Rudy Giuliani asks the voting system company Smartmatic to pay his legal fees.
Giuliani on Monday filed a counterclaim in the company’s $2.7 billion 2020 election defamation lawsuit.
In 2021, Smartmatic filed a libel suit against Fox News, Rudy Giuliani and the network’s hosts.
Rudy Giuliani has asked a New York State Supreme Court judge to order voting systems company Smartmatic to pay his attorney’s fees in a counterclaim filed in the sweeping lawsuit in defamation of the company’s $2.7 billion against Fox News, Giuliani and others, according to court documents.
In February 2021, Smartmatic filed a libel suit against the network, Sidney Powell, Rudy Giuliani, and current and former hosts including Lou Dobbs, Jeanine Pirro, and Maria Bartiromo.
At the time, the company claimed that Powell and Giuliani were using right-wing outlets like Fox News to amplify their baseless theories about the 2020 presidential election.
“These defendants are the main sources of much of the misinformation,” the company said last February. “Their baseless accusations have been repeated by other media outlets, journalists, bloggers and influencers.”
Now, Giuliani claims that because Judge David B. Cohen dismissed a handful of Smartmatic’s claims against him in March, the election software company should pay his legal fees.
“Smartmatic’s legal tactics, including its seemingly implausible claims for damages, are a naked attempt to attack a well-known public figure,” Giuliani’s attorneys said in the counterclaim. “This lawsuit is clearly designed to censor and chill anyone who might consider exercising their constitutional rights to cover up allegations by public figures regarding Smartmatic or its voting systems that Smartmatic deems unflattering.”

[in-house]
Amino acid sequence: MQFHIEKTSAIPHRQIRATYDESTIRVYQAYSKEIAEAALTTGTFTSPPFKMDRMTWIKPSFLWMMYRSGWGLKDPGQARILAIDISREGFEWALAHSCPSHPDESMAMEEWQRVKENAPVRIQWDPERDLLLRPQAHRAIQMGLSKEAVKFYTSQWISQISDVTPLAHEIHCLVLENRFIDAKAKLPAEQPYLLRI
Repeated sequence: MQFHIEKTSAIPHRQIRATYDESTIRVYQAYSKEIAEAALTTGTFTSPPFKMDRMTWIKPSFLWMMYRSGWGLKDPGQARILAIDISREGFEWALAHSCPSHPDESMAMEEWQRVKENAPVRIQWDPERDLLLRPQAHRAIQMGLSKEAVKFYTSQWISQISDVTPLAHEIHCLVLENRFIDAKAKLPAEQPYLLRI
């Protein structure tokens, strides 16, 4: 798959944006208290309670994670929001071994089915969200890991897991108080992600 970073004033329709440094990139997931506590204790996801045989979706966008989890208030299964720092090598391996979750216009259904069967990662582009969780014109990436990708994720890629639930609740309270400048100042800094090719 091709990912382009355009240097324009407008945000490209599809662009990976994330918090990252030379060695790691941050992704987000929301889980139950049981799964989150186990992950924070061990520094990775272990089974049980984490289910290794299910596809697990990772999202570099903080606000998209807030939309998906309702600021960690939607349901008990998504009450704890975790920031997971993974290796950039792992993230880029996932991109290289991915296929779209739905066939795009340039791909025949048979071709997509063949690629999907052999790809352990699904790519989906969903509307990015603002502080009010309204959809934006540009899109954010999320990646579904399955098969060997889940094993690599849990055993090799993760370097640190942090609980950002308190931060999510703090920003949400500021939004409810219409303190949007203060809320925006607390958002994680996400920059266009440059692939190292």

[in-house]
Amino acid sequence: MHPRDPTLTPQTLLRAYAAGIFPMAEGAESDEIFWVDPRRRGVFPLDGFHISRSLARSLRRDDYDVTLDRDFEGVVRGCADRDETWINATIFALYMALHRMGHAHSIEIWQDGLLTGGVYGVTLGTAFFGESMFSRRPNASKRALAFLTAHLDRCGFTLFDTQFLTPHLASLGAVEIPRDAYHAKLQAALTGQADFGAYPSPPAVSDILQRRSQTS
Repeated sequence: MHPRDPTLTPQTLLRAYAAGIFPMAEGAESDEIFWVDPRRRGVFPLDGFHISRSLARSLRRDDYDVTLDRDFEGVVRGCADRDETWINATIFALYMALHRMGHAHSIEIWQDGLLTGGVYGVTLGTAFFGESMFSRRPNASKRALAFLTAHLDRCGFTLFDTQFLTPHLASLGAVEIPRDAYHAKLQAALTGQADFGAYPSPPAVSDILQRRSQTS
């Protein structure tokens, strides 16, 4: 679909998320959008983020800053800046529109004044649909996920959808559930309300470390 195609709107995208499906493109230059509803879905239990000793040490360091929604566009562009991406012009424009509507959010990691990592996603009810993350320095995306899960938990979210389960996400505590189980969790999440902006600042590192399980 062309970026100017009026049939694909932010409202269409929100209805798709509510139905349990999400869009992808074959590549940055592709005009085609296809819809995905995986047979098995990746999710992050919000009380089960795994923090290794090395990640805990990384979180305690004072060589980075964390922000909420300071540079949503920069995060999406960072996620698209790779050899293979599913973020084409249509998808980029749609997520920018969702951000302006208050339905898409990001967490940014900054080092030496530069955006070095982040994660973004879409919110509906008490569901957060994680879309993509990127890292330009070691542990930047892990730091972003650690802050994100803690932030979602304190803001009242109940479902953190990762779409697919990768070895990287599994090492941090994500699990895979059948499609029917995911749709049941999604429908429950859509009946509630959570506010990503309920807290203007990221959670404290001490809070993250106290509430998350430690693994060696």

In March, Cohen ruled that Smartmatic’s $2.7 billion lawsuit against Fox News could proceed, denying Fox’s motion to dismiss the case, according to court documents.
The original lawsuit focused on 13 reports that appeared on Fox News between November and December 2020, where people on the network, including hosts and guests, shared false conspiracies that Smartmatic stole the election, and “was a Venezuelan company under the control of corrupt Socialist Party dictators”. and communist countries; its election technology has been used in six “pivotal” or “battleground” states with close results,” according to the lawsuit.
In March, Cohen dismissed all of Smartmatic’s claims against Pirro and Powell.
Cohen also dismissed some defamation claims against Giuliani due to a legal technicality, but other claims against Giuliani were allowed to proceed.
The majority of the initial requests are still ongoing. Meanwhile, the company also filed a lawsuit against Powell in a DC court, as claims against it were dismissed on jurisdictional grounds.
In late March, Fox News appealed Cohen’s decision to allow the lawsuit to continue, also filing a counterclaim under New York’s anti-SLAPP law, alleging the outlet was merely reporting the news and the hosts were sharing stories. opinions protected by the First Amendment. Lawyers for the network also claimed that Smartmatic filed a lawsuit because the company was losing money.
In Giuliani’s latest counterclaim, his attorneys used similar arguments, saying the lawsuit “challenged speech fully protected by the First Amendment and New York law,” alleging that “there is no legal basis on which to hold Giuliani responsible for the speech to be published.”
“Smartmatic is confident in its claims against Mr. Giuliani,” Smartmatic attorney J. Erik Connolly told Insider in an emailed statement. “Every court that has considered claims against individuals who disseminated disinformation after the 2020 U.S. election has found those claims to be meritorious.”
Lawyers representing Giuliani did not immediately respond to Insider’s requests for comment.
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